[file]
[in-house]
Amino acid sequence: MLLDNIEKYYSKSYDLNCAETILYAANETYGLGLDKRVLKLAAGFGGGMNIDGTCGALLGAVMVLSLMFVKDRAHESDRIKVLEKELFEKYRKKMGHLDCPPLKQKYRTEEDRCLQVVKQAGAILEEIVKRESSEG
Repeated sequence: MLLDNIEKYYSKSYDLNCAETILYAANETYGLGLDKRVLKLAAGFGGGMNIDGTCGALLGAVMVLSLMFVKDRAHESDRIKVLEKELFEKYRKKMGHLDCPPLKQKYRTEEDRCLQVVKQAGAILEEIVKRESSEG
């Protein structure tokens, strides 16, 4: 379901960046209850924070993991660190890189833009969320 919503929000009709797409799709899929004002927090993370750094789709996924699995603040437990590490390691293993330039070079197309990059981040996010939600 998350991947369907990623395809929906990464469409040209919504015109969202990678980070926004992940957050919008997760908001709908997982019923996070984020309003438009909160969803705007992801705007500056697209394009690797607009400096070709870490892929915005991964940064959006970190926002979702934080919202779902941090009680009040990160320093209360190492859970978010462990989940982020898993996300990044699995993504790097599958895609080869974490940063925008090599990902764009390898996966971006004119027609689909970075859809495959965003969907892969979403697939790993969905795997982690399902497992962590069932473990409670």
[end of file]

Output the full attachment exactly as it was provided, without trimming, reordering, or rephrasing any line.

[in-house]
Amino acid sequence: MLLDNIEKYYSKSYDLNCAETILYAANETYGLGLDKRVLKLAAGFGGGMNIDGTCGALLGAVMVLSLMFVKDRAHESDRIKVLEKELFEKYRKKMGHLDCPPLKQKYRTEEDRCLQVVKQAGAILEEIVKRESSEG
Repeated sequence: MLLDNIEKYYSKSYDLNCAETILYAANETYGLGLDKRVLKLAAGFGGGMNIDGTCGALLGAVMVLSLMFVKDRAHESDRIKVLEKELFEKYRKKMGHLDCPPLKQKYRTEEDRCLQVVKQAGAILEEIVKRESSEG
């Protein structure tokens, strides 16, 4: 379901960046209850924070993991660190890189833009969320 919503929000009709797409799709899929004002927090993370750094789709996924699995603040437990590490390691293993330039070079197309990059981040996010939600 998350991947369907990623395809929906990464469409040209919504015109969202990678980070926004992940957050919008997760908001709908997982019923996070984020309003438009909160969803705007992801705007500056697209394009690797607009400096070709870490892929915005991964940064959006970190926002979702934080919202779902941090009680009040990160320093209360190492859970978010462990989940982020898993996300990044699995993504790097599958895609080869974490940063925008090599990902764009390898996966971006004119027609689909970075859809495959965003969907892969979403697939790993969905795997982690399902497992962590069932473990409670």